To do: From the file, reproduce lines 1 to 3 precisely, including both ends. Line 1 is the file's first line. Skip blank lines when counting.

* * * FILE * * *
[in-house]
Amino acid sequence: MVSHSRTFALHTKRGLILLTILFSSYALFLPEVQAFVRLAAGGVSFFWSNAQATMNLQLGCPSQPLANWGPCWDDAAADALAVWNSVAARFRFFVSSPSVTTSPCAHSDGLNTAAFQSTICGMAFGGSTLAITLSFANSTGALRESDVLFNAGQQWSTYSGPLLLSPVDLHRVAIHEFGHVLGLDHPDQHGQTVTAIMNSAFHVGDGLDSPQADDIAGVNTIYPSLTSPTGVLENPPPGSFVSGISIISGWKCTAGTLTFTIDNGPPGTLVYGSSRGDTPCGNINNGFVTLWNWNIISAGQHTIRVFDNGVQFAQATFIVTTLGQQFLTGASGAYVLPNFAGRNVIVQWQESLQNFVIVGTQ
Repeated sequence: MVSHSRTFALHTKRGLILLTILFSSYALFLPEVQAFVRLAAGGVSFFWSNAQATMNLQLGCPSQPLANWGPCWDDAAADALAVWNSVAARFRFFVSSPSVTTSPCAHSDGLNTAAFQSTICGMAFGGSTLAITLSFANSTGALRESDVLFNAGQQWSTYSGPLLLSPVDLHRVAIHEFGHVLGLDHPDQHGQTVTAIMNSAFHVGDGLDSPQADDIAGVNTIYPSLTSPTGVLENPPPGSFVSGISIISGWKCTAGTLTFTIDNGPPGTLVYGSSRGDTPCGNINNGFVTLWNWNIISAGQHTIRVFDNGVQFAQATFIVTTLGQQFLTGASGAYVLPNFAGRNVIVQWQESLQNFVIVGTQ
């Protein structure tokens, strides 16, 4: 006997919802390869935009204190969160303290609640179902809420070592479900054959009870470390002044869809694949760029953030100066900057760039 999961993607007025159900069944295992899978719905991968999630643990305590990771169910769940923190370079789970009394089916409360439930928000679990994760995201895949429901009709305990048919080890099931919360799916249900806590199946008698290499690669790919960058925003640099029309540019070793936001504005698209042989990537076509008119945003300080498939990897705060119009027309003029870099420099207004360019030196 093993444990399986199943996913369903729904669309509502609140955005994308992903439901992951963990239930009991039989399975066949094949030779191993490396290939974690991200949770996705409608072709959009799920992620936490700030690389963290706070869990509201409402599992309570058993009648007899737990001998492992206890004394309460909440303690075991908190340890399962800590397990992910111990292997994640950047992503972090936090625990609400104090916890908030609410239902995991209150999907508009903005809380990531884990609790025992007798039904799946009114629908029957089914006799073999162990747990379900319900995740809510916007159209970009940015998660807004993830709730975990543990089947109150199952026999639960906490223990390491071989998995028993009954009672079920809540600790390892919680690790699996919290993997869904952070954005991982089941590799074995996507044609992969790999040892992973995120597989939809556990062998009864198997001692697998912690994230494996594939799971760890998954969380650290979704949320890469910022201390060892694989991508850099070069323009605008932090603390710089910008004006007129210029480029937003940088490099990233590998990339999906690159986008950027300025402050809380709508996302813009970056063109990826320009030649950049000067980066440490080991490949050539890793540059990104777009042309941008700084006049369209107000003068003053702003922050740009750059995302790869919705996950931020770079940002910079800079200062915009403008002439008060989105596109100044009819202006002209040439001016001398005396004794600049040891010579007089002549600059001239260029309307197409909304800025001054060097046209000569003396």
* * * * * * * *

[in-house]
Amino acid sequence: MVSHSRTFALHTKRGLILLTILFSSYALFLPEVQAFVRLAAGGVSFFWSNAQATMNLQLGCPSQPLANWGPCWDDAAADALAVWNSVAARFRFFVSSPSVTTSPCAHSDGLNTAAFQSTICGMAFGGSTLAITLSFANSTGALRESDVLFNAGQQWSTYSGPLLLSPVDLHRVAIHEFGHVLGLDHPDQHGQTVTAIMNSAFHVGDGLDSPQADDIAGVNTIYPSLTSPTGVLENPPPGSFVSGISIISGWKCTAGTLTFTIDNGPPGTLVYGSSRGDTPCGNINNGFVTLWNWNIISAGQHTIRVFDNGVQFAQATFIVTTLGQQFLTGASGAYVLPNFAGRNVIVQWQESLQNFVIVGTQ
Repeated sequence: MVSHSRTFALHTKRGLILLTILFSSYALFLPEVQAFVRLAAGGVSFFWSNAQATMNLQLGCPSQPLANWGPCWDDAAADALAVWNSVAARFRFFVSSPSVTTSPCAHSDGLNTAAFQSTICGMAFGGSTLAITLSFANSTGALRESDVLFNAGQQWSTYSGPLLLSPVDLHRVAIHEFGHVLGLDHPDQHGQTVTAIMNSAFHVGDGLDSPQADDIAGVNTIYPSLTSPTGVLENPPPGSFVSGISIISGWKCTAGTLTFTIDNGPPGTLVYGSSRGDTPCGNINNGFVTLWNWNIISAGQHTIRVFDNGVQFAQATFIVTTLGQQFLTGASGAYVLPNFAGRNVIVQWQESLQNFVIVGTQ